Ellis Explores 1787 Constitution in 'The Quartet'

By Hudson, Repps | St Louis Post-Dispatch (MO), May 17, 2015 | Go to article overview

Ellis Explores 1787 Constitution in 'The Quartet'


Hudson, Repps, St Louis Post-Dispatch (MO)


When*7 p.m. Tuesday

Where*St. Louis County Library, 1640 South Lindbergh Boulevard

How much*Free

More info*314-994-3300

By Joseph J. Ellis

Published by Knopf, 290 pages, $27.95

Joseph J. Ellis begins "The Quartet" by noting that Lincoln made a historical error in his Gettysburg Address.

As every schoolchild knows, Lincoln began his most memorable speech with these words: "Four score and seven years ago, our fathers brought forth on this Continent a new Nation"

In "The Quartet," Ellis adds and this gets to his thesis in this most readable discussion of that dicey period after American revolutionaries had vanquished the British "No, not really. In 1776 thirteen American colonies declared themselves independent states that came together temporarily to win the war, then would go their separate ways."

When the revolution ended, Ellis writes, the 13 states were governed by the Articles of Confederation, which left them independent political bodies that could not be required to do anything by a central authority. Those states' citizens wanted to be left alone.

They wanted to farm and run their shops. They didn't want to pay taxes, and they didn't want anything to do with a new national government seated in some distant place. The last thing they wanted was a strong central government taxing them and telling them what to do. Sound familiar?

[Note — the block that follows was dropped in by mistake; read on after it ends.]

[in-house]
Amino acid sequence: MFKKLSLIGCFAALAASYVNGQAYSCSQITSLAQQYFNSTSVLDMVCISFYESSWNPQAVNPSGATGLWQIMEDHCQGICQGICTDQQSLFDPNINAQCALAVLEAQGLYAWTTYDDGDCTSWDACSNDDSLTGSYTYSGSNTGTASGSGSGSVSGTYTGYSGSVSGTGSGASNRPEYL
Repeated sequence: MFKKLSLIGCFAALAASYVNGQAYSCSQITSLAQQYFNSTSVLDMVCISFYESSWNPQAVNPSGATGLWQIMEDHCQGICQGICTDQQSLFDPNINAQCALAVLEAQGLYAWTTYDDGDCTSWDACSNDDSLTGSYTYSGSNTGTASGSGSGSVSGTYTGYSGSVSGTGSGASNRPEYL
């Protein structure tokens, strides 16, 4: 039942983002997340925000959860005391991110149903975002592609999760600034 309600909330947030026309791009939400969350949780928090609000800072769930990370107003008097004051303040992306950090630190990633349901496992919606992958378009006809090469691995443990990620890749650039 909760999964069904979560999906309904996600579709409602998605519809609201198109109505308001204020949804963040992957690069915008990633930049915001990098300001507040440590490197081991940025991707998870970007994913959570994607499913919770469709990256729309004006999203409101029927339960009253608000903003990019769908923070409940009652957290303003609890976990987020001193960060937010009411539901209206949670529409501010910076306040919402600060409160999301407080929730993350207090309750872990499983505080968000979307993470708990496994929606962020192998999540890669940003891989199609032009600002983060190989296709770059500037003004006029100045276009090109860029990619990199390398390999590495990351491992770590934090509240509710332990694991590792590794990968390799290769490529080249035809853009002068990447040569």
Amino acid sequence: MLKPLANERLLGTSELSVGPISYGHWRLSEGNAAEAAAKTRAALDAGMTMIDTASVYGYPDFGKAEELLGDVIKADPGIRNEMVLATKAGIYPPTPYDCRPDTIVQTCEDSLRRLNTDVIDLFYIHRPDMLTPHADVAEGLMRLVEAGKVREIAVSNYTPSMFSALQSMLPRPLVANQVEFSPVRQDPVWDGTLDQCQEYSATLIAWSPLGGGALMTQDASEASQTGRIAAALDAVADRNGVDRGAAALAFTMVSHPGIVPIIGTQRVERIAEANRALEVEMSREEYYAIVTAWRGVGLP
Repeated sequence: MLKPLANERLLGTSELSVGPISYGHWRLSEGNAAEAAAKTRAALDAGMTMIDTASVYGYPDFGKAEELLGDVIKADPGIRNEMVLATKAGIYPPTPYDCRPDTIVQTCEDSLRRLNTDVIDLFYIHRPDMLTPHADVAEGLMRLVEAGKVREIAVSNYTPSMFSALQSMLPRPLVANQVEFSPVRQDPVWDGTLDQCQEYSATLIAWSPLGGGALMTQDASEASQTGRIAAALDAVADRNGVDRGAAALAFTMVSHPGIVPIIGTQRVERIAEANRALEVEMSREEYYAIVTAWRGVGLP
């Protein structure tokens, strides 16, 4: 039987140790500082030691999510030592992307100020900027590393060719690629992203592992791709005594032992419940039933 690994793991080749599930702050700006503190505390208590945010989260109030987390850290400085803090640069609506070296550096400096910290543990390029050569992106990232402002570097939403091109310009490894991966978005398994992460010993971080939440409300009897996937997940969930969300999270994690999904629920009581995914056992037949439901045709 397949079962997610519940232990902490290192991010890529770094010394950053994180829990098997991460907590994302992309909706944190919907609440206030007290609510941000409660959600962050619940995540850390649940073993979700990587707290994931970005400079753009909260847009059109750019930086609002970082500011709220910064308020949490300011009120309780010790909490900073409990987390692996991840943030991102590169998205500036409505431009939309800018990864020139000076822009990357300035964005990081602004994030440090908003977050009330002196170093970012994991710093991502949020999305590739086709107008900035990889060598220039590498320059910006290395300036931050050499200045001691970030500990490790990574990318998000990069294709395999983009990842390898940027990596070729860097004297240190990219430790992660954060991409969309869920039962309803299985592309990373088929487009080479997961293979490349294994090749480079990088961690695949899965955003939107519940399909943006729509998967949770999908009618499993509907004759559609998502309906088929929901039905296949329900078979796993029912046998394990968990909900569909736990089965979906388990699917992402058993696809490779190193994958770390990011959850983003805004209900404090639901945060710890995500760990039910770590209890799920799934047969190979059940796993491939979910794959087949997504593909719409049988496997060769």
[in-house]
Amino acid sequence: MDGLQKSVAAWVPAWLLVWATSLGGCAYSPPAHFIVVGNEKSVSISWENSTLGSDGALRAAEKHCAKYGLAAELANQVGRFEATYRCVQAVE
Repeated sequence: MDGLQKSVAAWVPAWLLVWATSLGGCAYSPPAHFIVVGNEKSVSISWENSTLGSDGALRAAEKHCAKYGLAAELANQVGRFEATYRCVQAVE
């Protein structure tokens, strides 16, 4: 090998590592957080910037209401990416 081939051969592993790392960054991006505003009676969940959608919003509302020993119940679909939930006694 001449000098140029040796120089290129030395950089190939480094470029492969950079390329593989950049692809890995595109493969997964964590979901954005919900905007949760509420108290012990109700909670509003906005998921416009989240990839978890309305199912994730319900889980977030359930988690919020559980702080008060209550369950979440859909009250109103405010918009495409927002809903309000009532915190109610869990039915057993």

By early 1787, though, the quartet Ellis features George Washington, James Madison, John Jay and Alexander Hamilton and several others had the vision to see that the confederation wasn't working. The bill of particulars was long:

"[T]he states," Ellis writes, "had refused to honor their tax obligations during the war and their promises to fund veterans' pensions after the war; they had also refused to cooperate on internal improvements like roads and canals and had even imposed domestic tariffs on trade among themselves; they had encroached on federal authority by signing separate treaties with various Indian tribes, essentially stealing Native American land to line the pockets of local land speculators. ..."

On and on, including actions that prevented any kind of foreign policy with the British or French or Spanish, all European powers with claims in North America. …

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